Climate change is a controversial topic at the United Nations (UN) Security Council. The Council has adopted over 70 resolutions and presidential statements that address aspects of climate-related peace and security implications. However, a few members strongly oppose adding climate change to the Security Council agenda. When a thematic resolution on the security implications of climate change came up for a vote in December 2021, Russia went so far as to veto it. India also voted against it, while China abstained. But twelve Council members voted in favor, and 113 non-members co-sponsored the resolution—the second highest number of co-sponsors in Security Council history. [..] Establishing a shared understanding of the state of the scientific evidence could be an important step in reducing tensions over this topic. To that end, this article looks at five key insights (and related sources of confusion) found in the second part (WGII) of the Sixth Assessment Report (AR6) of the Intergovernmental Panel on Climate Change (IPCC), which offers an unparalleled assessment of observed climate change impacts and future risks. Contrary to perceptions, there is compelling scientific evidence in the AR6 report that climate change constitutes a risk to peace and security.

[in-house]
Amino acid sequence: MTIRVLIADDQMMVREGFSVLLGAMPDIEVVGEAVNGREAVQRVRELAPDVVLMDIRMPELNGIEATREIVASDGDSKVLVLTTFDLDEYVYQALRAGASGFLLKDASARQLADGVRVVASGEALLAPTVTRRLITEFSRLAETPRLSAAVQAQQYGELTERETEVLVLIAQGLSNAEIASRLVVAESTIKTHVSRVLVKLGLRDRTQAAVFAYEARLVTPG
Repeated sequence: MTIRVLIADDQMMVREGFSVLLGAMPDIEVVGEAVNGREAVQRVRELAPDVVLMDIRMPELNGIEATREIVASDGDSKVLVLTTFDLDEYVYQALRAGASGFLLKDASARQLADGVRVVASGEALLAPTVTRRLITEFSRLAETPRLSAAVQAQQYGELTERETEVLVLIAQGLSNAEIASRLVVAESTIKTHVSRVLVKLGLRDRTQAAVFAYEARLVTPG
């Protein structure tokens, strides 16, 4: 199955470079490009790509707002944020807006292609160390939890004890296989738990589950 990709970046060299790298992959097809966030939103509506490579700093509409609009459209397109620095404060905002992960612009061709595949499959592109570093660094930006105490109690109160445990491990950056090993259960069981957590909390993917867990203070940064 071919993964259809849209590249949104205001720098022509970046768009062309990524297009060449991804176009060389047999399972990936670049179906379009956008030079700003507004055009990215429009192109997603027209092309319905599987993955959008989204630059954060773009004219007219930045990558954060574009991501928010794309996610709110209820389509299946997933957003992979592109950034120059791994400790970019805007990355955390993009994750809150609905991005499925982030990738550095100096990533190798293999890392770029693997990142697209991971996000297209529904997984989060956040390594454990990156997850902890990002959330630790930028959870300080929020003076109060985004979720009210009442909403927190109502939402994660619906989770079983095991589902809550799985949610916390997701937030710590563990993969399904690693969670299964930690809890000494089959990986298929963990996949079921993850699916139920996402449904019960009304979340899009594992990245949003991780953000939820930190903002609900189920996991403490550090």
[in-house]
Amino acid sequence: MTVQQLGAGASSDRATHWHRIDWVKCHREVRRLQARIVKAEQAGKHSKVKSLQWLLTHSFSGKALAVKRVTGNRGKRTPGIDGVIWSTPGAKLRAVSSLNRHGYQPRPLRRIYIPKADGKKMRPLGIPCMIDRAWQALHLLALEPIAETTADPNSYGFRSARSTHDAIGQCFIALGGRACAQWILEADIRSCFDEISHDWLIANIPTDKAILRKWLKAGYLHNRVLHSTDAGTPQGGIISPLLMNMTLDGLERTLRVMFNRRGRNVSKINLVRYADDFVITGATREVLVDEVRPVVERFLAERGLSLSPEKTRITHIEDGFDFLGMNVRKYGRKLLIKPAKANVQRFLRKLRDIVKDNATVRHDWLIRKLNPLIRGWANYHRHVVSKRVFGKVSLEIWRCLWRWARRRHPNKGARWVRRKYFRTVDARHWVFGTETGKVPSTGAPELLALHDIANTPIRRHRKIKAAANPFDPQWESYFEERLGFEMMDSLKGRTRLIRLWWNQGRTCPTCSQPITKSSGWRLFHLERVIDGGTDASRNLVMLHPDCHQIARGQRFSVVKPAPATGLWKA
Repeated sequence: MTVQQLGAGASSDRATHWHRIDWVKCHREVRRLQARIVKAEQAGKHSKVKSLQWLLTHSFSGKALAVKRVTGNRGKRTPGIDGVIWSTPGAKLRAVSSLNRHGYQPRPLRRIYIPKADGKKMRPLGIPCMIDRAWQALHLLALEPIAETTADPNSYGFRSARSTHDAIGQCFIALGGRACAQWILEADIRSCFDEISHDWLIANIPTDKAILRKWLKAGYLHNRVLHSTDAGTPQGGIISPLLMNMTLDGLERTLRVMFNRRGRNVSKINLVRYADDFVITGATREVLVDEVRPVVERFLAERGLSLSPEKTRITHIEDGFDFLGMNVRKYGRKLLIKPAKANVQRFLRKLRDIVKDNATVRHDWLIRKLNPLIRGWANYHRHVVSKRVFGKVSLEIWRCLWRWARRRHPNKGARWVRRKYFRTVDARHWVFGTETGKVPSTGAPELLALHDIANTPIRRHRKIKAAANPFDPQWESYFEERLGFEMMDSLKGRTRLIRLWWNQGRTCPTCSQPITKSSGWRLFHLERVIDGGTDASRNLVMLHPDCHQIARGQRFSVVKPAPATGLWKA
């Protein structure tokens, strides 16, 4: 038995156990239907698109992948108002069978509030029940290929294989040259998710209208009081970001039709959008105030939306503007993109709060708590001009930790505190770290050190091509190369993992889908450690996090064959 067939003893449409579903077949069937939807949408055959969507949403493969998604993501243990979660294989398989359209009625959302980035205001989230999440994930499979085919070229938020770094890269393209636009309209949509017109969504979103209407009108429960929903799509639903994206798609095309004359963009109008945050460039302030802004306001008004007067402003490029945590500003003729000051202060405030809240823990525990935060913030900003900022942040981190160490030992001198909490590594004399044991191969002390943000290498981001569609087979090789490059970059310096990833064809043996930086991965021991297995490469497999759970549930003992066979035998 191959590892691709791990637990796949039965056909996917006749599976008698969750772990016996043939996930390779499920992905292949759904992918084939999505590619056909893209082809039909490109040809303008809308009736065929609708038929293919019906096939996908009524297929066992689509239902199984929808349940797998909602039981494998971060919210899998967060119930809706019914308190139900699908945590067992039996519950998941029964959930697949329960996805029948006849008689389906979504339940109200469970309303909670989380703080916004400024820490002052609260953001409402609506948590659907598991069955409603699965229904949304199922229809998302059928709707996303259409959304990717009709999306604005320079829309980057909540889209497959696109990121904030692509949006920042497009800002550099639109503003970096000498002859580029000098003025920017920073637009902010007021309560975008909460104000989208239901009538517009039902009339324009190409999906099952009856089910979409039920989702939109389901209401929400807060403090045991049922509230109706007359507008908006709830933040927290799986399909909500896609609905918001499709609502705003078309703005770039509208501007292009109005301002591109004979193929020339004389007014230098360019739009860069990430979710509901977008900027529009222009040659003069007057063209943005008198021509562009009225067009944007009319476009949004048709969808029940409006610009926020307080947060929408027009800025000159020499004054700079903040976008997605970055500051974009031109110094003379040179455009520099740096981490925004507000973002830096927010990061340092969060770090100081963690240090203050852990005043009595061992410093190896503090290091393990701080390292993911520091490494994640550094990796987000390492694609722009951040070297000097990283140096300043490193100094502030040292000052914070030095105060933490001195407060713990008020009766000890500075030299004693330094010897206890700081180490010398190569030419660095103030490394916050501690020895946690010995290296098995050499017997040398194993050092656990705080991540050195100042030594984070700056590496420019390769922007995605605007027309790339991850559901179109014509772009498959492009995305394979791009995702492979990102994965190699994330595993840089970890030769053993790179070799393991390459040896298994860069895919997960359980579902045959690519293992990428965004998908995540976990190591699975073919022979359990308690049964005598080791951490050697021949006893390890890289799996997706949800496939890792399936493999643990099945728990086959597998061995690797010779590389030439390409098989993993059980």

Buhaug, Halvard; Cedric de Coning & Nina von Uexkull (2023) Should the Security Council Engage with Implications of Climate Change? Let’s Look at the Scientific Evidence, Global Observatory. 8 June.